• Join over 1.2 million students every month
  • Accelerate your learning by 29%
  • Unlimited access from just £6.99 per month

Brenda in 'A Handful of Dust'. In this excerpt, which takes place after Tony has left for the Amazon, Waugh continues to allow his reader to come to their own conclusions about the characteristics and behaviour of Brenda by examining what she does and wh

Extracts from this document...

Introduction

Explore the presentation and behaviour of Lady Brenda Last here and elsewhere in the novel. In your answer you should consider: form, style, vocabulary and narrative viewpoint; the ways in which attitudes and values are conveyed to the reader. In this excerpt, which takes place after Tony has left for the Amazon, Waugh continues to allow his reader to come to their own conclusions about the characteristics and behaviour of Brenda by examining what she does and what she says rather than through the narrator or author's own viewpoint. Nevertheless, the inclusion of irony, (of plot, character and dramatic) here as elsewhere in the novel leads his readers to form an opinion of Brenda, the adulterous wife who happens to sleep in a bedroom named Guinevere, which may very well have been what the author intended. As Brenda dances with Jock, discussing her Mr. Beaver and her absent husband, we are left in no doubt that this is a woman who is used to and enjoys the good life, likes to be in control of both herself and others and who is selfish and self-serving in the extreme. Indeed, it is ironic that Brenda is discussing her life with Jock as we learnt from Mrs. ...read more.

Middle

It is ironic that she should say that she "shouldn't like to think of him being unhappy" when it is she that is the cause of her husband's despair and eventual dire predicament with Mr. Todd. But this is indicative of the innocence that she displays, like a badly behaved child that doesn't understand the wrongness of her conduct while wanting all its wishes fulfilled. Does she really think that it is Tony who has behaved in a "monstrous way" and not herself or is she playing the 'wronged woman'? In this scene as in the rest of the novel it is Brenda who is in control and leading the affair. It is she who invites Beaver to take her out and who initially refuses his attentions in the taxi and then spurs him into action later. She continually "feed(s) him a bit of high-life every week or so" as she is under no misapprehension that her attraction for Beaver is the social prominence he gains by his association with Lady Beaver who belongs to the world of parties and balls. Despite her awareness of his shortcomings and unresponsiveness (his failure to get in touch after the party and thoughtless letter after Brenda's generous gift of a ring) ...read more.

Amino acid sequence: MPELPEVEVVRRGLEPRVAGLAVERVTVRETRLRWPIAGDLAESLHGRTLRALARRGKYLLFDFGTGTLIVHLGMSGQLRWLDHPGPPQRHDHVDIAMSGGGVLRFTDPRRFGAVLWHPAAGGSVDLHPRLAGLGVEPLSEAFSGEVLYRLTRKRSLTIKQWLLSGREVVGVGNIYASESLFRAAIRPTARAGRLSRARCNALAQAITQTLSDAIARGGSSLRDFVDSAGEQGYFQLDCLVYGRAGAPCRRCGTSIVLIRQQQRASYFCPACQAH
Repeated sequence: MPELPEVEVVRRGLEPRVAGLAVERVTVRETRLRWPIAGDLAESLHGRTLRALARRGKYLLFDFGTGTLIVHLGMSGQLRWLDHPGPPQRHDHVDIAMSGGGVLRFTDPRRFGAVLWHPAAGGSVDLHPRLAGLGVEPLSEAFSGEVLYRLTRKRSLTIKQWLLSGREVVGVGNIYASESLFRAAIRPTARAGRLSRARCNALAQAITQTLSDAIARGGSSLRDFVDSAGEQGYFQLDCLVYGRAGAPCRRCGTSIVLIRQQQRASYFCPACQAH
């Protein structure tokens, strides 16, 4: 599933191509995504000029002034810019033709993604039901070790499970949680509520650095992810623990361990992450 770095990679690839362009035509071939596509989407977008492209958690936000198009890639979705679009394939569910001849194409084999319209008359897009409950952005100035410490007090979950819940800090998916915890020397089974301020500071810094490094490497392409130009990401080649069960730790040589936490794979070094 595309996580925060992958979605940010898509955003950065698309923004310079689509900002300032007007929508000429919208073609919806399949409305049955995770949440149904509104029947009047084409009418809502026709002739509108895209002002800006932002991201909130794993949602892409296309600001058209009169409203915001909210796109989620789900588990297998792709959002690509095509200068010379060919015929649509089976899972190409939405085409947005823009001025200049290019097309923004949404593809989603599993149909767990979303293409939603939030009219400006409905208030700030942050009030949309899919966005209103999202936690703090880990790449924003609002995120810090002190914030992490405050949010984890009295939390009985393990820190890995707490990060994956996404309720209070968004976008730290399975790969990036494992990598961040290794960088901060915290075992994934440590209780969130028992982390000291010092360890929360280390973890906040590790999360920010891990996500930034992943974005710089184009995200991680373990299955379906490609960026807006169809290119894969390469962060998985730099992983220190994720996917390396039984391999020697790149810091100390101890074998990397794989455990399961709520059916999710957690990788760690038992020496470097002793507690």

Conclusion

She does not seem over affected by the tragedy, the repetition of "poor little boy" showing a relative poverty of emotion in contrast to the genuine grief of Tony. She rejects Tony's efforts to console her and makes no effort to comfort him and then chooses this time to return to her party set before revealing her affair cruelly in a letter to her bereaved husband. She appears more genuinely upset later in the novel during a visit to Tony's solicitor having been abandoned by Beaver and now in dire financial straits, she weeps when she learns that she is to receive no legacy, the estate having been left to Tony's relatives. Some might say a just reward for her actions. However the final irony of the novel is that Brenda is not really punished despite being the guilty party. Her loneliness after Beaver and her smart friends desert her is only temporary as she appears at the end as the wife of Jock, the attractive and well-liked member of parliament. This is in glaring contrast to the disastrous fate of the innocent Tony. It appears that the "parties" are not "all over" for Lady Brenda and the reader is left to ponder the injustice of an errant wife unpunished and a cuckolded husband suffering. Or is Waugh just reminding us, as he himself knew, that "such is life"! ?? ?? ?? ?? ...read more.